Pandemic funding cuts leave lasting effect on programs for those with intellectual, developmental disabilities
The COVID-19 pandemic could keep Long Island residents with intellectual and developmental disabilities from getting the critical care they need.
Mary Fleisch is the sole caregiver for her 53-year-old brother Charlie Fleisch, who was born with cerebral palsy. Charlie Fleisch attends the Life Options Day Program at CP Nassau five days a week, and has been for the past 20 years.
But now that program and many like it may be in jeopardy because of funding cuts from the state. Charlie Fleisch's program is looking at a $3 million to $4 million shortfall.
"Every year, the disabled community has to fight with government due to budget cuts," says Charlie Fleisch, who used an eye device to type out his feelings. "It is unfathomable for the government to cut services."
The day program at CP Nassau is scheduled to reopen on Aug. 10. But because of the cuts, the executive director bluntly says he's now opening at a larger capacity than originally intended.
"If we don't see a change in the next three to six months that we can predict and plan to be able to sustain our day program, the day program that we have will not exist as it does today," says Nassau Cerebral Palsy Association executive director Bob McGuire.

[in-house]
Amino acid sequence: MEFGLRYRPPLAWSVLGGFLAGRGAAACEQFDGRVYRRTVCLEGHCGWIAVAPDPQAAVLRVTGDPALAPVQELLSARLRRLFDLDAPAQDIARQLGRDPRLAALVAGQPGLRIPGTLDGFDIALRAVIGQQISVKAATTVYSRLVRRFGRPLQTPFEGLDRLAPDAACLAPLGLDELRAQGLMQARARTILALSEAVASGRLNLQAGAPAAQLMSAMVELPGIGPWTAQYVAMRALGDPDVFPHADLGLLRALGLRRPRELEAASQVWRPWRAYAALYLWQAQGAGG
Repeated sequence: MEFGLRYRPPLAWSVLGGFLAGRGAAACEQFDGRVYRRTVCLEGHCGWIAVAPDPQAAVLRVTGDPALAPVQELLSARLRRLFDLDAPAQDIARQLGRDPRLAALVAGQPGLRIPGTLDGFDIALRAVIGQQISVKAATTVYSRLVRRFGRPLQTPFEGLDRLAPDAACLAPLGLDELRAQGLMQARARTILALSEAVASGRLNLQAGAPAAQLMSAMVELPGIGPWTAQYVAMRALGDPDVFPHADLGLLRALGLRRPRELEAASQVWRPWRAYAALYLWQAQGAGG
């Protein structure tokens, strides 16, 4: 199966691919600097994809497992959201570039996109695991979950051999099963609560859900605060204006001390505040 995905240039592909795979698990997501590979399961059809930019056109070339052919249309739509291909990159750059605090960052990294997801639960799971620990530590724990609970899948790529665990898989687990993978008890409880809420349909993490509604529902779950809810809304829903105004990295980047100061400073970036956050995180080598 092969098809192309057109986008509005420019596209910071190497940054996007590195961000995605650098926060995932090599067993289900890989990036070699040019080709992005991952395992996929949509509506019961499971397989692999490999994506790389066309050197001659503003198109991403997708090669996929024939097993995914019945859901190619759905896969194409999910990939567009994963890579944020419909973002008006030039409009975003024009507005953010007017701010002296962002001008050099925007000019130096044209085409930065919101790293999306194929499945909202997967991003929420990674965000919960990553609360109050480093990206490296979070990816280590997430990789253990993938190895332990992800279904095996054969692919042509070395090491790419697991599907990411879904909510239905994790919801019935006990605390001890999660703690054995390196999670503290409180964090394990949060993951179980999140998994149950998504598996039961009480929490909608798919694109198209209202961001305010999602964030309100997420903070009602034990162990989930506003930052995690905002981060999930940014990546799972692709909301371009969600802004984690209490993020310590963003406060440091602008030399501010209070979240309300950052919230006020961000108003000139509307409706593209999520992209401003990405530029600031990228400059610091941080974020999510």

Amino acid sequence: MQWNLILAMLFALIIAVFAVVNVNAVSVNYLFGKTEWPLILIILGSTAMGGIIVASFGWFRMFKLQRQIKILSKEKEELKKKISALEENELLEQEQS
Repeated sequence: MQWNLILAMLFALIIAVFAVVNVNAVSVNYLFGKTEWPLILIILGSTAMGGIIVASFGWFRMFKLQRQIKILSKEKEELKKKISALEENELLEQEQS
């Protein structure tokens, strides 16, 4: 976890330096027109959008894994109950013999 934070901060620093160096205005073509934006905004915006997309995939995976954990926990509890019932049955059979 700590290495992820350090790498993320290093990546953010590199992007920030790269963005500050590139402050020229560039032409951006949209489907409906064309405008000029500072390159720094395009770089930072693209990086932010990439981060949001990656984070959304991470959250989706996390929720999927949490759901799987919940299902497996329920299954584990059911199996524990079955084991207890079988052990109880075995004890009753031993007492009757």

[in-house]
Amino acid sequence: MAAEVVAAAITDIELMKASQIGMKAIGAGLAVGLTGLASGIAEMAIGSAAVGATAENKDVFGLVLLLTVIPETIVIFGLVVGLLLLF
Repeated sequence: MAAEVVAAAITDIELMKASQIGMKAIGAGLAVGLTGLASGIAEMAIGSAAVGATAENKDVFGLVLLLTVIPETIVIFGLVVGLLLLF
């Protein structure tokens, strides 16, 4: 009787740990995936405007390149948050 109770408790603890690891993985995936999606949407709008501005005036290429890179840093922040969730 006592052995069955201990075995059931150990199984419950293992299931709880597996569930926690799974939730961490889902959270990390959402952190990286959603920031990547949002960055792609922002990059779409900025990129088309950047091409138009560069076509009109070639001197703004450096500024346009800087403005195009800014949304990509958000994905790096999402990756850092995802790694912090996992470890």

McGuire says they're opening at a larger capacity in order to bring in more money, but says he's confident they can do it safely.
A statewide group called New York Disability Advocates sent a letter to the Gov. Andrew Cuomo saying in part, "...we request that a moratorium be placed on all cuts that have been proposed and that a working group be convened to openly discuss and identify how resources can best be deployed to minimize further harm to the field."
The director of communications for the state's Office for People With Developmental Disabilities released a statement in response, saying: